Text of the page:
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Gimp Tips Part 4: Selective Colorization

Novell Cool Solutions: Feature
By Jason Jones

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Posted: 9 Mar 2005

When I was young, I saw a friend of mine take a black and white picture, and accent it with colors to make it look a lot better. I wondered to myself if that could be done with The Gimp...

I was pleasantly surprised by the results.

To begin, you find a photograph that lends itself easily to being selectively colorized. I chose this photograph because it is a photo of a lot of similar objects, one of which can be drawn out by using color.

After your photo is loaded, you'll want to duplicate the background layer by right-clicking on the background layer and choosing "Duplicate Layer".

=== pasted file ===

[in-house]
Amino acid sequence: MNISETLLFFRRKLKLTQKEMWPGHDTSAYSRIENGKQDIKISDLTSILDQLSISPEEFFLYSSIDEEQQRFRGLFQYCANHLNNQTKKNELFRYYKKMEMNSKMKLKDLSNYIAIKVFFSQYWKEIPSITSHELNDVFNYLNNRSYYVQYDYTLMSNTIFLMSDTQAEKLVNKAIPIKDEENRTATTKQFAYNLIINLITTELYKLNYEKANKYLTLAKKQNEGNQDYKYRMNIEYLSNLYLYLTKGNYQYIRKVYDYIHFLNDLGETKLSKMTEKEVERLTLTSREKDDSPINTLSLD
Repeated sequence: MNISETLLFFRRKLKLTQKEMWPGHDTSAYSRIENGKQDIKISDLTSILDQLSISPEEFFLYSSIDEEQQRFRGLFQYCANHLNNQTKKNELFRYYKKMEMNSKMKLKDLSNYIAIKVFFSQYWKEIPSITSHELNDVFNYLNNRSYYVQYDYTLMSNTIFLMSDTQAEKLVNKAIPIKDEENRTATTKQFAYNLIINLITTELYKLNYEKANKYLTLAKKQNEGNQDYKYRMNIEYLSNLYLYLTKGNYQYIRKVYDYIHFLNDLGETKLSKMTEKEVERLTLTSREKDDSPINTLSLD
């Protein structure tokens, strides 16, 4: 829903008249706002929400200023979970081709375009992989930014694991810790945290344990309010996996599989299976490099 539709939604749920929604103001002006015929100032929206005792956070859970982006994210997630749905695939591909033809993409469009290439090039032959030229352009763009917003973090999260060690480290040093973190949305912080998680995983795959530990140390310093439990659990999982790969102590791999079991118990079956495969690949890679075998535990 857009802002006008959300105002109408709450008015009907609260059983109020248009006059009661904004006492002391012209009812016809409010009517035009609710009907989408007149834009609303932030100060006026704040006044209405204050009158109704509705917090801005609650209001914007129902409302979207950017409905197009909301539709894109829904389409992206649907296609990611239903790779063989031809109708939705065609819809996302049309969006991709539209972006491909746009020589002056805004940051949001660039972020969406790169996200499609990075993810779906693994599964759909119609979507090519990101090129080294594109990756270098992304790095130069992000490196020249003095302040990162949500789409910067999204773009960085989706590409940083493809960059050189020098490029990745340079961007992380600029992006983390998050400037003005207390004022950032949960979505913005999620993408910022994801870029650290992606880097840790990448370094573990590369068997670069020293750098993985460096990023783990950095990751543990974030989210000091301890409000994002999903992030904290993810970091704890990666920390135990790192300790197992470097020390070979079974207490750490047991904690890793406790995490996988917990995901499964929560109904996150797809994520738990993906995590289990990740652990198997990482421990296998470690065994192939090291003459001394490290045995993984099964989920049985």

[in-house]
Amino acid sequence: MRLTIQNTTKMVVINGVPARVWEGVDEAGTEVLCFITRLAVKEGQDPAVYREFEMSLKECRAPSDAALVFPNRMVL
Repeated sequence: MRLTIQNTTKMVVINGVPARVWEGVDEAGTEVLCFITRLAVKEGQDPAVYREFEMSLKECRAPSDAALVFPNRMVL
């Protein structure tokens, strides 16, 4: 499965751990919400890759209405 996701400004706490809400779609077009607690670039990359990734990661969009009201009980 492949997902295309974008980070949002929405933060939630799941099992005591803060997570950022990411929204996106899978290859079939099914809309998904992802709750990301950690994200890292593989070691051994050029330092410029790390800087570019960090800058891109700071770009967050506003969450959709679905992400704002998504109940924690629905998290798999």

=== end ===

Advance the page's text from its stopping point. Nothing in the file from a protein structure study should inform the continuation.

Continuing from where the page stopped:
You'll notice that an identical layer immediately appears in the layer dialog window.

Now we'll want to de-colorize the "Background Copy" layer. First, make sure you've got the Background Copy layer selected by clicking on the "Background Copy" layer.

Then, there are many ways to de-colorize an image, one of which is to right-click on the image and follow the menu to Layer -> Colors -> Desaturate

After the layer has been desaturated, you'll notice that the respective layer has become desaturated in the layer menu.

Now, find the portion of the image you wish to bring back to color and use one of the various select tools to select it.

The lasso tool suited this image the best, so I'll use it.

Now, select the portion of the image you wish to colorize.

When you've got it selected, you'll simply want to clear it out by pressing "CTRL-K" or by right-clicking on the image and following the menu to Edit->Clear

Upon clearing, you'll notice the selected portion of your image will "bouce back" to its original colors.

And there you have it. You've now got a much more stylized photograph than you originally had.

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